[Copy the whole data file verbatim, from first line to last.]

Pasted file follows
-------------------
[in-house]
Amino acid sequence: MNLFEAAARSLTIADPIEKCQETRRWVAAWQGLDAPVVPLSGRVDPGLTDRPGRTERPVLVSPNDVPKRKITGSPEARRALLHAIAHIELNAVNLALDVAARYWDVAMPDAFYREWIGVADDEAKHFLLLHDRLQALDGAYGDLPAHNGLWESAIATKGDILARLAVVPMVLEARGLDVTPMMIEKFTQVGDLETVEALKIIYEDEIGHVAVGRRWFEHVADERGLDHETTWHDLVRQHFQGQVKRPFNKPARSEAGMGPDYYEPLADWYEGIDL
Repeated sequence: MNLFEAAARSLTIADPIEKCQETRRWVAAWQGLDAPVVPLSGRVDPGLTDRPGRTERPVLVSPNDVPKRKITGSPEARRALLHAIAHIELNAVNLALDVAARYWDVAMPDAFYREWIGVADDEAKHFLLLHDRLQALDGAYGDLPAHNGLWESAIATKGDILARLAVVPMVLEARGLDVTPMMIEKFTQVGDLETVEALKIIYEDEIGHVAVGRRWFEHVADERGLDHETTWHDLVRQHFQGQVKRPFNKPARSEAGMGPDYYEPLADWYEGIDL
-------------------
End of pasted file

[in-house]
Amino acid sequence: MNLFEAAARSLTIADPIEKCQETRRWVAAWQGLDAPVVPLSGRVDPGLTDRPGRTERPVLVSPNDVPKRKITGSPEARRALLHAIAHIELNAVNLALDVAARYWDVAMPDAFYREWIGVADDEAKHFLLLHDRLQALDGAYGDLPAHNGLWESAIATKGDILARLAVVPMVLEARGLDVTPMMIEKFTQVGDLETVEALKIIYEDEIGHVAVGRRWFEHVADERGLDHETTWHDLVRQHFQGQVKRPFNKPARSEAGMGPDYYEPLADWYEGIDL
Repeated sequence: MNLFEAAARSLTIADPIEKCQETRRWVAAWQGLDAPVVPLSGRVDPGLTDRPGRTERPVLVSPNDVPKRKITGSPEARRALLHAIAHIELNAVNLALDVAARYWDVAMPDAFYREWIGVADDEAKHFLLLHDRLQALDGAYGDLPAHNGLWESAIATKGDILARLAVVPMVLEARGLDVTPMMIEKFTQVGDLETVEALKIIYEDEIGHVAVGRRWFEHVADERGLDHETTWHDLVRQHFQGQVKRPFNKPARSEAGMGPDYYEPLADWYEGIDL